These violin players gained their places in my little Pantheon of the heroes of Cretan music which was already present in my unconscious, and since then they have wanted to be heard.
Together with the musical tune of Erotokritos in track 2 which my Grandpa Joseph sang (here my Dad) which are very comparable to the recordings of Erotokritos made by Samuel Baud- Bovy, I decided to try and learn to play this tune again. I tried to get close but I am still pretty far away and I hope that this will be a reason for John Papahatzaki’s inspiring recording to be heard more, especially since it can easily be found on the internet.
All these recordings which are based on my Dad’s recordings of 2002 have a small clip from my Dad and then my rendering of the tune.
I hope that this small effort of mine will be a tiny offering to the music of the island and a token of respect not only to my Dad, my family and my grandparents whom I thank from my heart but also to a musical way of life that is in danger of extinction like many other rare species on this planet! The proverb says ‘If you love it you will live it!’
My thanks go first of all to my dear parents, my mother Zacharoula† who passed away before this could be finished. Although she was from Western Macedonia and the Pindus mountains, a noble and long suffering area that I dedicated many years of my life to, ‘the navel of the earth’ I called it, her love of literature was such that she had one of the oldest editions of the whole of the Erotokritos poem on her bookcase. I used to spend hours reading through the volumes with Vitsenzios Kornaros’ lines. My heart was filled with pictures, gardens, songs, rhymes and beautiful feelings. This store of feelings could never be forgotten, so I have to thank my mother for my first acquaintance with Vincenzio Kornaro. I have to thank my Dad for my introduction to music. I have to thank him for those tunes I heard in my childhood and the love they inspired for his Cretan fatherland.
I have to thank all those who supported me in this project, many of whom have already been mentioned but others will remain behind the scenes because I think that’s what they would have wanted......
I would like to thank Nick Sideropoulos and Asterios Trakas for their support and team work in this project, for their expertise on the guitar and in the studio. Covid and quarantine made it necessary to record the violin at home using a TASCAM digital recorder.
Thank you Nick and Asteri. They did their best to edit these amateur recordings.
I thank the Aerakides and I hope that their projects will be as fragrant as the Cretan air!
Good listening!
Athena Katsanevaki
School of Music Studies, Aristotle University of Thessaloniki
Member of the Teaching Staff
Historical Ethnomusicology and Traditional Singing
Violin-songs ,bells and mantinades apart from Erotokritos:
Athena Katsanevaki
Guitar: Nikos Sideropoulos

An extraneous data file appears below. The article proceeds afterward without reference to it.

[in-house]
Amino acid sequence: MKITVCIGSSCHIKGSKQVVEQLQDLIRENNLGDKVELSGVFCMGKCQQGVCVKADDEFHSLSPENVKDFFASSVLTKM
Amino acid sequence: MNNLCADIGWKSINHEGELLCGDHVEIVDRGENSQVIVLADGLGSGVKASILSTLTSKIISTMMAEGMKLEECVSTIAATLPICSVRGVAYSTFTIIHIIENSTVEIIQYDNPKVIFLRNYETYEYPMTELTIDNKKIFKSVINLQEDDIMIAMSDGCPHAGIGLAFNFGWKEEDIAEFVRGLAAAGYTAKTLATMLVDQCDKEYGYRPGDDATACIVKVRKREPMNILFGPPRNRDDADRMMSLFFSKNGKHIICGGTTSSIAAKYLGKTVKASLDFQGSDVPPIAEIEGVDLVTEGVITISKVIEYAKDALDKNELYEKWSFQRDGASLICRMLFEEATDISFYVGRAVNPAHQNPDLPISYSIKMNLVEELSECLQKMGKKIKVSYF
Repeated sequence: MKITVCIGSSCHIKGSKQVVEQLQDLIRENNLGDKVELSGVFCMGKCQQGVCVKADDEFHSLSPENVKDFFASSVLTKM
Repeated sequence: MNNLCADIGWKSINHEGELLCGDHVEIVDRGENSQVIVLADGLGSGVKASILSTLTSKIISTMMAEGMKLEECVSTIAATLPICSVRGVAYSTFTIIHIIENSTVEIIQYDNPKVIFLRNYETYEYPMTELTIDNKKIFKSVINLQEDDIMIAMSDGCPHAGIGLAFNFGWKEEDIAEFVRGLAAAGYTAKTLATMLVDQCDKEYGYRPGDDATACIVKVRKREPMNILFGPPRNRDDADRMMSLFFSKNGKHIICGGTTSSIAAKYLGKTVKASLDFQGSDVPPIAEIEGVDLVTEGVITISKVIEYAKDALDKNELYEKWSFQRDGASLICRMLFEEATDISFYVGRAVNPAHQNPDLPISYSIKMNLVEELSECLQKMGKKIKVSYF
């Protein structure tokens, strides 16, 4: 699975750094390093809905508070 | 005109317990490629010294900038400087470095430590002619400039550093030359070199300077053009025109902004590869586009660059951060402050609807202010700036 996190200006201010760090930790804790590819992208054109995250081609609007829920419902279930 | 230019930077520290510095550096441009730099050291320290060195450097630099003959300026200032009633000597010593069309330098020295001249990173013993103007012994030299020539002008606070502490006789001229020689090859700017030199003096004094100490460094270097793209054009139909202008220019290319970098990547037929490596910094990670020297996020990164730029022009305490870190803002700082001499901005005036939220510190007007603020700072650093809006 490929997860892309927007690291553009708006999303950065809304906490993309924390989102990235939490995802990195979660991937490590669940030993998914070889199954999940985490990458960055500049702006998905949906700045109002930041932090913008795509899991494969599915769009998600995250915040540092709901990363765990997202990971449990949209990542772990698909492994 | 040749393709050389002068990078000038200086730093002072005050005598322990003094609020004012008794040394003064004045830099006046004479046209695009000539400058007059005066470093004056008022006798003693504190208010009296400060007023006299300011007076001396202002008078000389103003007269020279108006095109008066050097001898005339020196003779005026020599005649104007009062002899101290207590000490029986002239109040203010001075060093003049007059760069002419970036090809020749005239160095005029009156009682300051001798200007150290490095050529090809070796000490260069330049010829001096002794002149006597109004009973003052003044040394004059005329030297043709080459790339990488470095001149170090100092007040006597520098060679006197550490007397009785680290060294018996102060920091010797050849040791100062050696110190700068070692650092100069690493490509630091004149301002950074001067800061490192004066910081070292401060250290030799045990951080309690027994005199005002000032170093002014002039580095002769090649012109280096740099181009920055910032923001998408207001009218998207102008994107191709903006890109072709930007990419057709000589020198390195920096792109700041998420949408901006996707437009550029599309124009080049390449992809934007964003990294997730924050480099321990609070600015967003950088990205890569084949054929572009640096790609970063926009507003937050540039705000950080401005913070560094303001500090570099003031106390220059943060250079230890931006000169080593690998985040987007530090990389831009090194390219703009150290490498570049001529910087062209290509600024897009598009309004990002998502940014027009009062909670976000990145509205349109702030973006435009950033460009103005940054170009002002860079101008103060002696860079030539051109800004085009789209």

Recording: Studio Fonografos
Sound Design: Asterios Trakas
Extracts of recordings made in Thessaloniki at my father's home on 15/2/2002 with violin played by Nikolaos Katsanevakis and guitar played by Athena Katsanevaki, on a portable TASCAM digital recorder with a stereophone microphone.
Extracts from Erotokritos by Vitzenzio Kornaros, Book 3, lines 1355-1420, 1459-1464 and Book 5 lines 1503-1522, 1543-1550, Editions: Erotokritos Kornarou Volume 2 Series 100 Immortal Works no 27, reprinted by Stephanos Xanthoudidou editions with an introduction by Linos Politis, George Papadimitriou Editions, Athens 50 Churchill Street, 1952.
Older editions with performances of the tunes I based my recordings on or similar performances and motifs:
1.Old Erotokritos (Palios Erotokritos) by Giannis Papahatzakis
In CD form:
-Musical Travels and Memories in Eastern Crete (Mousikes Anadromes apo tin Anatoliki Crete), Municipality of Ierapetra Cultural editions.
-Radio Broadcasts (Ta Radiophonika) Cretan Musical Tradition Cretan Musical Workshop Aerakis Editions.
-On the internet:
2. The Kontylies “of Dermitzogiannis” and other mantinades sung by Dermitzogiannis.
-“Crete, my country” (Crete Patrida mou) a vinyl record
Kontylies "Baby I thought your love was a game'
3. Chaniotikos Syrtos
As it was played by Dermitzogiannis. Very close to the one played by my Dad on the violin which we present here.
-CD Dermitzogiannis 1935-1955 Authentic recordings “The Protomastores” (Authendikes Echografiseis “The Protomastores”) Aerakis Editions Cretan Musical Workshop 1990.
4. The Vocal melody of Erotokritos as sung by my Grandpa Joseph Katsanevas.
-See a similar melody in the film MONOGRAMA about Samuel Baud-Bovy which has been put on the internet by the Municipal library in Lefkada.
This is an old local recording by Samuel Baud-Bovy from the Merabelou area with old George Bardas or Kazanis singing (21.51-27.45). Baud-Bovy makes some excellent comments about the connection between the Ancient Greek Hymn to the Muse of Mesomedes of Crete from the 1st century AD 5.Maleviziotikos-Pidichtos Dance I owe my interest in the Ikariotikos dance music to my Professor Dimitris Themelis. I ended up making a series of musical transcriptions from Ikariotikos dance melodies in musical notation and the observations I made about the variations on the Maleviziotikos compared with the tunes of Ikariotikos and the Sousta dance from Rhodes. In the following essay: Katsanevaki-Themelis 2003 “Basic motifs in melodic variations in the Ikariotikos dance” In Music and songs of Ikaria, Proceedings of the musicology conference on the 30, 31 August and 1st September 2002 Ikaria Papagrigoriou editions p.22-49.